Immigration Visa

We handle a variety of family-based and employment-based visas depending on your needs.


Family-based Visas

We can help you sponsor your spouse, immediate relative, or fiancé. Obtain an immigration visa using an experienced attorney.

Contact us for a consultation.

Family-Based Immigration

Our law firm specializes in uniting families worldwide, and we make it our priority to facilitate what can be an overwhelming and emotional process. We can assist you with petitions for your family members, future relatives, or adopted children.  


Lipzen Law has extensive experience helping people achieve the American Dream of becoming a United States Citizen.

Fiancé Visa

If you (the petitioner) are a U.S. citizen AND intend to marry within 90 days of your fiancé(e) entering the United States, you can file an I-129f Petition for Alien Fiancé. It would be best if you met the following criteria:

  • You and your fiancé are both free to marry, and any previous marriages 
     must have been legally terminated by divorce, death, or annulment.
  • You met each other in person at least once within two years of filing your petition. Two exceptions require a waiver: (1) If the requirement to meet would violate strict and long-established customs of your or your fiancé(e)’s foreign culture or social practice. OR (2) If you prove that the requirement to meet would result in extreme hardship.

Your fiance may include children under 21 years old of your fiance in the petition as derivatives.

Permission to Work: Your fiancé can apply for a permit to work after entering the United States. The process could take between 3-4 months. If you marry your fiancé within 90 days, you may instead apply for adjustment of status in conjunction with a permit to work. This process can take 3-4 months.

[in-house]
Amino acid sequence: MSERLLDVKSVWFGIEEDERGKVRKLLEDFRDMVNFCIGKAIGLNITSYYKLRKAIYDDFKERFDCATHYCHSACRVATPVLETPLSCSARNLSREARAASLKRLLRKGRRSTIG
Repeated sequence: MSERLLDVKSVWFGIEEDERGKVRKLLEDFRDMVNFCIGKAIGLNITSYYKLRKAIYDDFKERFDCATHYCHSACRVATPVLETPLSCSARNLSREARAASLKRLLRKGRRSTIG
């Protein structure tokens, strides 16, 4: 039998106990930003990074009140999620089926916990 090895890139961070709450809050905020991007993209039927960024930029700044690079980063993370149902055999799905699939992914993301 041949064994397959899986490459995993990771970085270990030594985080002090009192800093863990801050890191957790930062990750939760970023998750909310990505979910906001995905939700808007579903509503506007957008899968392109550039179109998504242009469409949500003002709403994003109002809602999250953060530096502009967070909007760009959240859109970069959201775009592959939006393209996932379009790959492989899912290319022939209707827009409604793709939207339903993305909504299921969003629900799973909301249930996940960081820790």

Adjustment Of Status

Adjustment of status is the process you can use to apply for lawful permanent resident status (also known as applying for a Green Card) when present in the United States. This means you may get a Green Card without returning to your home country to complete visa processing.

If you are outside the United States, you must obtain your visa abroad through consular processing.

Removal Of Conditions For Permanent Residents

A conditional permanent resident receives a Green Card valid for two years. To remove the conditions on your permanent resident status, you must file a petition within the 90-day period before your conditional Green Card expires. You cannot renew your conditional Green Card. If your conditions are not removed, you will lose your permanent resident status and become removable from the United States.

Employment-Based Visas

There are many options to choose from, and trying to navigate the visa landscape can often be overwhelming without the help of an experienced immigration attorney. Below is a summary of the options we can help you with:

E1/E2 Treaty Investor Visa: E-1 and E-2 visas are available to citizens of foreign countries that have a treaties of commerce and navigation, or a bilateral investment treaty providing for nonimmigrant entries, with the United States. In many cases, it may be worth considering the E2 treaty investor or E1 treaty trader visa scheme. Usually, under the E2 Visa or E1 Visa scheme the business needs to show that it is at least fifty percent owned by a national or nationals on the list of E2 Visa or E1 Visa Countries. Both investors and employees of the same nationality can come under these visa schemes.

E2 treaty investor companies may be able to be registered under the E2 scheme with investments of tens of thousands of dollars or less. This is a much smaller investment requirement than the minimum $500,000 required under the EB5 immigrant investor scheme.